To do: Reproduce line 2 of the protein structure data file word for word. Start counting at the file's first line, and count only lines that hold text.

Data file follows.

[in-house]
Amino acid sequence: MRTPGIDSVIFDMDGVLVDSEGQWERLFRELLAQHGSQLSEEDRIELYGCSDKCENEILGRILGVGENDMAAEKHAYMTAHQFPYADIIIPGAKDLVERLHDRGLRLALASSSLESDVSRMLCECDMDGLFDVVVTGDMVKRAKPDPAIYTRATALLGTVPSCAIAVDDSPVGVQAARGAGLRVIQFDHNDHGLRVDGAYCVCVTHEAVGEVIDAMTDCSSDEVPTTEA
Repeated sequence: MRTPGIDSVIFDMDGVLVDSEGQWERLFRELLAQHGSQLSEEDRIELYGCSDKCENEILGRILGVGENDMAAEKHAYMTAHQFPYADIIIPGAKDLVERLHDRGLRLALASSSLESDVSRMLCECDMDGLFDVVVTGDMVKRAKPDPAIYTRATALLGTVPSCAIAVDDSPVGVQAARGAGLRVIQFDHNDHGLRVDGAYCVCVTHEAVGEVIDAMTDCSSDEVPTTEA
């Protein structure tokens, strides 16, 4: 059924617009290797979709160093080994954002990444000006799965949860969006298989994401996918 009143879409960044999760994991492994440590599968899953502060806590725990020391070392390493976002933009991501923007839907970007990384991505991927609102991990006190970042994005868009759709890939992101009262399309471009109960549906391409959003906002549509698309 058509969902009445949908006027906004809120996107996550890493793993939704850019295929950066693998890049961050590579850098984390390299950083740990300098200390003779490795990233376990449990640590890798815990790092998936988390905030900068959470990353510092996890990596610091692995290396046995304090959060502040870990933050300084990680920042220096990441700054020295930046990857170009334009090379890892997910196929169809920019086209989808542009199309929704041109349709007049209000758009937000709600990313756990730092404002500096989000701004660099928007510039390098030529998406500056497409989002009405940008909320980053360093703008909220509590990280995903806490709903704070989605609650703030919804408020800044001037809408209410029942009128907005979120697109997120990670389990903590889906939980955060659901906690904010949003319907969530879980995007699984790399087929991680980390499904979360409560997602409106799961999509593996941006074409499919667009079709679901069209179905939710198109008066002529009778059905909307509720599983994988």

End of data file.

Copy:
Amino acid sequence: MRTPGIDSVIFDMDGVLVDSEGQWERLFRELLAQHGSQLSEEDRIELYGCSDKCENEILGRILGVGENDMAAEKHAYMTAHQFPYADIIIPGAKDLVERLHDRGLRLALASSSLESDVSRMLCECDMDGLFDVVVTGDMVKRAKPDPAIYTRATALLGTVPSCAIAVDDSPVGVQAARGAGLRVIQFDHNDHGLRVDGAYCVCVTHEAVGEVIDAMTDCSSDEVPTTEA